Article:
Meet a teacher-turned-ranger helping her community co-exist with wildlife

Evaline Adei Ayepa is a Uganda Wildlife Authority (UWA) community conservation ranger born and raised in Moroto district in Karamoja, northern Uganda. Growing up, she desired to be a teacher, and until 2015 taught grade three students at a school in the region. But she continued to witness the rampant illegal killing of wildlife, sparking her decision to join the ranks of UWA rangers in the Kidepo landscape. Evaline was determined to cause a shift in her community — she figured the wildlife offenders would refrain from crime if one of their own was leading by example and conserving biodiversity.

Kidepo is located in the distant northeast of Uganda, close to the borders of South Sudan and Kenya. It is an enthralling landscape of semi-arid savanna, seasonal rivers, and low mountains, home to an immense wealth of wildlife in the Kidepo Valley National Park.

Wildlife in Kidepo, like many other savanna landscapes in Africa, roams out of protected areas and crosses into community lands. The 1,442 sq.-kilometer landscape is especially isolated and stands out as an essential ecosystem in Uganda. However, it faces intense pressure from well-armed poaching syndicates with a long history of armed warfare.

The transboundary landscape also takes in a large influx of pastoralists, making human-wildlife conflict inevitable. This interface puts the livelihoods and lives of people in these communities at stake, and sometimes, wild animals are lost in retaliation for attacks. While local communities adjacent to protected areas face the heat of this conflict, they also play a critical role in ensuring peace, stability, and harmonious co-existence through community conservation, an approach that has been employed in Uganda since the 1990s.

African Wildlife Foundation (AWF) puts communities at the heart of conservation and believes conservation cannot thrive without sensitizing communities about the need to conserve wildlife and their habitats. To foster this co-existence, AWF supports UWA and local communities in protecting and managing essential ecosystems by designing and delivering creative nature-based solutions for people and wildlife to beneficially share these increasingly scarce resources.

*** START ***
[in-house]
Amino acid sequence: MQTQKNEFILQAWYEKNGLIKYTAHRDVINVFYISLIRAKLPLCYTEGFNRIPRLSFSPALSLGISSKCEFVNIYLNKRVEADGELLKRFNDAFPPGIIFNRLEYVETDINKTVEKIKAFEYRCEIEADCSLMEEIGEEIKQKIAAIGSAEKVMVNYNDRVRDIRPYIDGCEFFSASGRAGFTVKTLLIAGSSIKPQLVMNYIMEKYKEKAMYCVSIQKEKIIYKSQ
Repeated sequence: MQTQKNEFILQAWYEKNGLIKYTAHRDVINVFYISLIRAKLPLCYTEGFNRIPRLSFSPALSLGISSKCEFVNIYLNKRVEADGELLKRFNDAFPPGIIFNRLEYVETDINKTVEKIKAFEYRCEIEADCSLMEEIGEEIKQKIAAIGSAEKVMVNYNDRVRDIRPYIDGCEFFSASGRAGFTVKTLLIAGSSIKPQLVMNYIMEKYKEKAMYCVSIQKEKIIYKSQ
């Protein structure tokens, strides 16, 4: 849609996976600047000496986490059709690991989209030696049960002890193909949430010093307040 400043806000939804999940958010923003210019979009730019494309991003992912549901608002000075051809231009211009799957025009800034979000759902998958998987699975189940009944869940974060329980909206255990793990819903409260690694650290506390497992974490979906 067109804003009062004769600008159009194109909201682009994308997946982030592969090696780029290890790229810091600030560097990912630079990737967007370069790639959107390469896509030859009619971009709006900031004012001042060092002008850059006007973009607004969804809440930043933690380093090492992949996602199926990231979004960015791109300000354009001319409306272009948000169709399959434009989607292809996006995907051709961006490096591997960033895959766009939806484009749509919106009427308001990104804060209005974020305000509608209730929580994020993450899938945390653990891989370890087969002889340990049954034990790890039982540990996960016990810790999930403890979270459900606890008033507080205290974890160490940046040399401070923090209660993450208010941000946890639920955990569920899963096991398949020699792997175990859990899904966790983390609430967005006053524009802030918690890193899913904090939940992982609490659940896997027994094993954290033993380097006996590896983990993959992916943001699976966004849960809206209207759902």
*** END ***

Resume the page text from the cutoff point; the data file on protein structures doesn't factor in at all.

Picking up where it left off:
Celebrating community conservation rangers

Ahead of World Ranger Day on July 31, 2023, we shine a light on AWF and UWA’s shared mission of rearing the community’s ownership of Uganda’s wildlife heritage. Community conservation rangers are the unsung leaders urging their compatriots to conserve wildlife and co-exist in Uganda’s wild lands. The community conservation department that oversees this landscape comprises 15 rangers.

Evaline is one of the three women UWA rangers in the squad. As a community conservation ranger, she is well known for de-escalating conflicts with aggrieved communities in the Kidepo landscape and carries out other duties in her essential role.

When Evaline graduated as a UWA ranger in January 2016, she worked tooth and nail to curb poaching for a year. It was only when she was deployed as a community conservation ranger that her thirst to be a change maker in her community was finally quenched.

“I joined the ranger force with an aim to teach my kindred in the region to stop poaching because some didn’t know it was bad while others were just addicted to the vice. Being in law enforcement, however, didn’t satisfy my desire. My craving was to impart knowledge and change mindsets and in turn curb the illegal killing of wildlife. My senior assigning me to the community conservation department was an answered prayer, and this is what I have lived for since,” Ayepa recounts with cheer.